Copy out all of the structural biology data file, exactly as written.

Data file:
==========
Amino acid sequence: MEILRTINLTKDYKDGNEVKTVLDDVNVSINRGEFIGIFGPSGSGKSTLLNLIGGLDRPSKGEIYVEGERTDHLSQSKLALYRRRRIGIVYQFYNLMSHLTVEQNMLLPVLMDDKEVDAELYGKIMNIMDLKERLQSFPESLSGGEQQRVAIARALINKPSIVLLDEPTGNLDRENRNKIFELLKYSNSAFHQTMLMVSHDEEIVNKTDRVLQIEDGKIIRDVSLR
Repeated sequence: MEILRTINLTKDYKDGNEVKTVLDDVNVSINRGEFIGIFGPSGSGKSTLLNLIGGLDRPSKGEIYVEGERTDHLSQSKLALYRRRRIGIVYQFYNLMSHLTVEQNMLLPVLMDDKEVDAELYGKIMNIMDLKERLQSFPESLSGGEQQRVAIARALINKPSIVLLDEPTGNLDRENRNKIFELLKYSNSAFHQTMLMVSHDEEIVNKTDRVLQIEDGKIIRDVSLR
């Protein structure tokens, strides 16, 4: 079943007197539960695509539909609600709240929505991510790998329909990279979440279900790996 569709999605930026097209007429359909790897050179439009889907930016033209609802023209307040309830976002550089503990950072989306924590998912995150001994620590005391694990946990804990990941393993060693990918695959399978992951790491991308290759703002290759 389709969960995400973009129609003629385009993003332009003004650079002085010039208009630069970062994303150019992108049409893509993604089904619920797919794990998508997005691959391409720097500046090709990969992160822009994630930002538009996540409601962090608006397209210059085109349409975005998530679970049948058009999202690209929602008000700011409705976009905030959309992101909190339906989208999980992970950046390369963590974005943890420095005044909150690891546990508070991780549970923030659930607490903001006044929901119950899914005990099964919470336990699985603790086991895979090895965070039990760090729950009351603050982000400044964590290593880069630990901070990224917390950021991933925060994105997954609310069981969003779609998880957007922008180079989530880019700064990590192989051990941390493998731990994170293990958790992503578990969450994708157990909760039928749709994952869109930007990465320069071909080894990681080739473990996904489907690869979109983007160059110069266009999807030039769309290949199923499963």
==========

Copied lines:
Amino acid sequence: MEILRTINLTKDYKDGNEVKTVLDDVNVSINRGEFIGIFGPSGSGKSTLLNLIGGLDRPSKGEIYVEGERTDHLSQSKLALYRRRRIGIVYQFYNLMSHLTVEQNMLLPVLMDDKEVDAELYGKIMNIMDLKERLQSFPESLSGGEQQRVAIARALINKPSIVLLDEPTGNLDRENRNKIFELLKYSNSAFHQTMLMVSHDEEIVNKTDRVLQIEDGKIIRDVSLR
Repeated sequence: MEILRTINLTKDYKDGNEVKTVLDDVNVSINRGEFIGIFGPSGSGKSTLLNLIGGLDRPSKGEIYVEGERTDHLSQSKLALYRRRRIGIVYQFYNLMSHLTVEQNMLLPVLMDDKEVDAELYGKIMNIMDLKERLQSFPESLSGGEQQRVAIARALINKPSIVLLDEPTGNLDRENRNKIFELLKYSNSAFHQTMLMVSHDEEIVNKTDRVLQIEDGKIIRDVSLR
């Protein structure tokens, strides 16, 4: 079943007197539960695509539909609600709240929505991510790998329909990279979440279900790996 569709999605930026097209007429359909790897050179439009889907930016033209609802023209307040309830976002550089503990950072989306924590998912995150001994620590005391694990946990804990990941393993060693990918695959399978992951790491991308290759703002290759 389709969960995400973009129609003629385009993003332009003004650079002085010039208009630069970062994303150019992108049409893509993604089904619920797919794990998508997005691959391409720097500046090709990969992160822009994630930002538009996540409601962090608006397209210059085109349409975005998530679970049948058009999202690209929602008000700011409705976009905030959309992101909190339906989208999980992970950046390369963590974005943890420095005044909150690891546990508070991780549970923030659930607490903001006044929901119950899914005990099964919470336990699985603790086991895979090895965070039990760090729950009351603050982000400044964590290593880069630990901070990224917390950021991933925060994105997954609310069981969003779609998880957007922008180079989530880019700064990590192989051990941390493998731990994170293990958790992503578990969450994708157990909760039928749709994952869109930007990465320069071909080894990681080739473990996904489907690869979109983007160059110069266009999807030039769309290949199923499963």